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APRA’s announcement on Wednesday that banks should take a “measured approach to capital distributions” clears the way for Commonwealth Bank, ANZ and Westpac to pay a dividend this company reporting season. This is the time when companies report their half year or full year profits, announce any dividend payment, and provide an update on current trading conditions.
The sudden and deep impact of COVID-19 on economic activity has meant that there has never been a company reporting season shrouded in so much uncertainty. Over the last few months, companies have abandoned earnings guidance, raised capital, strengthened balance sheets, cut discretionary costs and foregone revenue in response to the pandemic. In some cases it was a matter of survival, for others it was to support their customers. For the stockbroker analysts however, it has made the forecasting of profit outcomes exceedingly difficult.
One of the biggest uncertainties has been around dividend payments.
The bank and insurance regulator APRA dropped a bombshell on the market in April when it ordered financial institution Boards to “seriously consider deferring decisions on dividends”. This led to ANZ, BOQ and Westpac immediately deferring their half year dividends, while NAB slashed its interim dividend from an expected 80c to just 30c per share. Macquarie cut its interim dividend in May, and last week, insurance giant IAG announced that it would not pay a final dividend.
Commonwealth Bank, which reports on Wednesday 12 August, is next cab off the rank. APRA has confirmed that banks in 2020 can now pay up to 50% of earnings as dividends, provided regular stress testing is conducted to guide decision making. Typically, CBA has targeted a payout ratio of between 70% and 80% of earnings, although the payout ratio topped 88% in FY19 and for the first half of FY20 was 79%. Based on an expected full year profit of $7.75bn (second half $3.0bn), shareholders can now expect a final dividend of around 80c per share.
ANZ is set to deliver a third quarter trading update on 19 August and has committed to advising the market on the status of its deferred dividend. Assuming that there hasn’t been a marked deterioration in its loan book, shareholders could expect a dividend of around 30c to 40c per share. The Westpac Board has only committed to “review dividend options over the course of the year” (no firm date) and has scheduled its third quarter trading update for 18 August. Given that its fine for money laundering breaches hasn’t yet been agreed (it has provisioned for $900m, apparently AUSTRAC is asking for up to $1.5bn) it may be somewhat more reluctant to dispense the goodies back to shareholders.
Outside banks, there will be keen interest in the Telstra dividend. Currently 8c per share, it comprises two components – a special dividend (first half 3c) representing the receipt of ‘one-off’ NBN payments as traditional telephone services are switched off, and an ordinary dividend (first half 5c). The latter represented a payout ratio of 83% of underlying earnings in the first half.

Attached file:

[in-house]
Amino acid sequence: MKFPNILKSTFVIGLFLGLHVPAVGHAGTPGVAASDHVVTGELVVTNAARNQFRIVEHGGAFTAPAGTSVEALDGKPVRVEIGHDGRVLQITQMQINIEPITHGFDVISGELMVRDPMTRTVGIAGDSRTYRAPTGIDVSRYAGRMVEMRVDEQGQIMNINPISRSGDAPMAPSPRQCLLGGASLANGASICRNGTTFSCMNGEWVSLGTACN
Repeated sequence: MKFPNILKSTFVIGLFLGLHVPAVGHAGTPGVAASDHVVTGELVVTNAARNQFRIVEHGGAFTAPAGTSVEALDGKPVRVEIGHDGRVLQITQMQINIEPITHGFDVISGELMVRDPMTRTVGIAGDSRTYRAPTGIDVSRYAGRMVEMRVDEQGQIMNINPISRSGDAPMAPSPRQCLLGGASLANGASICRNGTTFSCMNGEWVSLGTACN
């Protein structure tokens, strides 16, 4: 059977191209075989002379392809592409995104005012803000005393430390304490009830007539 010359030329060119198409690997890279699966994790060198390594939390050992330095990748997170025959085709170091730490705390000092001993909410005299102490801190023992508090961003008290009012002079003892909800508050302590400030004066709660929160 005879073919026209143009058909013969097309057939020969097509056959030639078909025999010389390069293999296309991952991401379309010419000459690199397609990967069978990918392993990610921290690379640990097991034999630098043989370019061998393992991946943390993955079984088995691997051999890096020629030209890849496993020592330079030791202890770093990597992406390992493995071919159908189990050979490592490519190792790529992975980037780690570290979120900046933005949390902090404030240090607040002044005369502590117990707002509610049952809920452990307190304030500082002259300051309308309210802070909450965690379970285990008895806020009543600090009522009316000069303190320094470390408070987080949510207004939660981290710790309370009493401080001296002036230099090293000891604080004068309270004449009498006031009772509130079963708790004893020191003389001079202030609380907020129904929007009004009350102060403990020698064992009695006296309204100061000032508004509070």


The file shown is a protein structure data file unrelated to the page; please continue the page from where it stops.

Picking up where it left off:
While Telstra’s earnings have taken a hit with the pandemic, particularly with small business customers where Telstra has been proactive in providing support, most analysts expect that Telstra will just manage to maintain the dividend at 8c. Into FY21 as the NBN payment starts to reduce, dividend maintenance will require Telstra to grow profitability.
Industrial companies will in the main be cautious, with those that raised capital during the pandemic shedding any thoughts of paying a dividend. This also applies to companies that saw their turnover crumble, including those involved in travel, transport, specialty retailing, gambling and education. Property trusts, particularly in the retail and the commercial office sector, will be under pressure to cut distributions as commercial rents fall and building valuations are slashed.
One bright spot will be the supermarket chains and homewares/electronic retailers. Dividends will at least be maintained for Woolworths, Coles, Wesfarmers, JB Hi-Fi and Harvey Norman, and in some cases such as JB Hi-Fi, are likely to see a modest increase.
Another high spot will be the dividends from our major miners: BHP, Rio and Fortescue.
Owing to the problems, competitor Vale is having in Brazil, they are raking in the dollars as the price of iron ore surges. Rio set the tone yesterday, announcing an interim dividend of 155 US cents per share, up 3% on FY19. Due to the recent rise in the Australian dollar, this will translate to a small decrease for Australian shareholders from A$2.19 to A$2.17 per share.
And while the old adage “never buy a resources company for dividends” still rings true, shareholders will be welcoming the good tidings from the major miners. Their largesse will offset what is otherwise shaping up to be a pretty gloomy season for investors depending on share dividends. The only saving grace is that with APRA’s decision, it is not as bad as it was looking a couple of days’ back.